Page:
The characters got me hooked. The local twist kept me reading.
Larry Peterson’s two novels about the Peach family are terrific stories about a bunch of kids you can’t help but love. You’ll be so drawn in to their story that you’ll feel you’re a part of their world.
The Priest and the Peaches introduces the Peach family at a crisis point in their lives: the sudden death of their father. Their mother had died a few years prior, and these kids ranging in age from 18 to 7 are completely on their own as 1966 begins. Now the two oldest, Teddy and Joanie, have to figure out how to get food on the table and pay the rent for their Bronx apartment. They’re reminded, in the midst of hardship, just how much their father lived by his favorite catchphrase, “L-Y-N” (love your neighbor), what it costs to do this, and how living this way will change their lives.
The Demons of Abadon follows the family as summer approaches and their parish priest arranges for the two youngest boys, Joey and Beeker, to stay with friends of his in northwestern New Jersey. That’s where my parents and siblings live now, so I scoured that book to find the dividing line between the real locations mentioned and the fictional forest of Abadon. (The author even graciously helped me figure that out–and we’ve enjoyed a “small world” conversation about some places dear to us both.)
The Demons of Abadon is an unsettling tale of a spiritual battle; the Abadon forest is infested by “darkened” souls who don’t want 7-year-old Joey, innocent and very in tune with God, anywhere near them. Strange and scary things begin to happen, and you’ll keep turning pages to find out what’s behind the disturbing events in Abadon and how the Peach kids and the Winters family who took them in will weather this spiritual storm.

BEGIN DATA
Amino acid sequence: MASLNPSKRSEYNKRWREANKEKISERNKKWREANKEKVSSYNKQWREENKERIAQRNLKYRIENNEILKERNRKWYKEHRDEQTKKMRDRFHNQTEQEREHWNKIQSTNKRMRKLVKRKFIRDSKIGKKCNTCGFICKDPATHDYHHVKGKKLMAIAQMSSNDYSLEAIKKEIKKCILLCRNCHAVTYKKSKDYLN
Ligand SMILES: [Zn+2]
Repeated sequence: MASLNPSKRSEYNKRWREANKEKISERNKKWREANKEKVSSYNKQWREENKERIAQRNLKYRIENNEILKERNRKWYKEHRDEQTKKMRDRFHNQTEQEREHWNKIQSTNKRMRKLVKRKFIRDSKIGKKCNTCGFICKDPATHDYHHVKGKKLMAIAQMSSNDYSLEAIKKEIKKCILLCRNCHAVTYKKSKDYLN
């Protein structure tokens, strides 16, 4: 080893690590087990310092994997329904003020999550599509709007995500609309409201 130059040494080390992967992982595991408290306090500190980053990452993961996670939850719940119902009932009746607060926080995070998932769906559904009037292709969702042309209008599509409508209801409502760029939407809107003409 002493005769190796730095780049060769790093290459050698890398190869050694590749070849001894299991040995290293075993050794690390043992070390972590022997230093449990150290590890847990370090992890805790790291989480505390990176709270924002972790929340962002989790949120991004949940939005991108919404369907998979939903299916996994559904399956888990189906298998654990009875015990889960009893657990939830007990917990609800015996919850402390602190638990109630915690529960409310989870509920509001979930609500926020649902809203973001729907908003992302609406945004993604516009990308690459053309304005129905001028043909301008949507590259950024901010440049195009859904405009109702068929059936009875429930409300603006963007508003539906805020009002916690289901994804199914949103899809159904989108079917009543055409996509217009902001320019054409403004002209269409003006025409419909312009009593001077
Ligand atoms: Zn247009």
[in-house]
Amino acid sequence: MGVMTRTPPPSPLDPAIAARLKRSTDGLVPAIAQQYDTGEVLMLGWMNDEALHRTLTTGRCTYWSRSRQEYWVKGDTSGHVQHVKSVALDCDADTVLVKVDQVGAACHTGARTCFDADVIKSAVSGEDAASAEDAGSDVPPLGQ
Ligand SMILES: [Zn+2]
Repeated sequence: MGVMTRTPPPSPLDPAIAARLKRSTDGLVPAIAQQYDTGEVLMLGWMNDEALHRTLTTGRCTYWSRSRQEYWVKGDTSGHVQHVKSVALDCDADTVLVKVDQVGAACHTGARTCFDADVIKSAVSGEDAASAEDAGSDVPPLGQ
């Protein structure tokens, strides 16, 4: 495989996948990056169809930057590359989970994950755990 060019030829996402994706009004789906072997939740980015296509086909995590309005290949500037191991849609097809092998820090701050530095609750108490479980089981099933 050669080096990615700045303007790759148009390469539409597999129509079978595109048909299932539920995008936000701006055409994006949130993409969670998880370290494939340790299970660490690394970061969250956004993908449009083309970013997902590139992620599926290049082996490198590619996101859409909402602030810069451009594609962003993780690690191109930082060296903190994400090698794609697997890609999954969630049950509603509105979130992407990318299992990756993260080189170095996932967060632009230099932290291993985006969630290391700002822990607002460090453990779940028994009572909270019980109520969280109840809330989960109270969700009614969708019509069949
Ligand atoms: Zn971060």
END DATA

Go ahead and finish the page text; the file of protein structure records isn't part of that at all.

Truth be told, I don’t often read scary books. When I figured out that this story takes place out in the woods of northwestern NJ, where my father and nephews often hike, I was tempted to email the author and tell him I couldn’t finish reading it. But I was already invested in those characters–I had to find out what would happen to them, and I’m glad I stuck with the story.
Be sure to read these novels in order, as the second book definitely builds upon the foundation laid in the first. Both books are appropriate for ages 12 and up.
This post contains Amazon affiliate links; your purchase through these links helps support this blog. Thank you! I received a review copy of The Demons of Abadon from the author, but no other compensation. I purchased The Priest and the Peaches myself. Opinions expressed here are mine alone.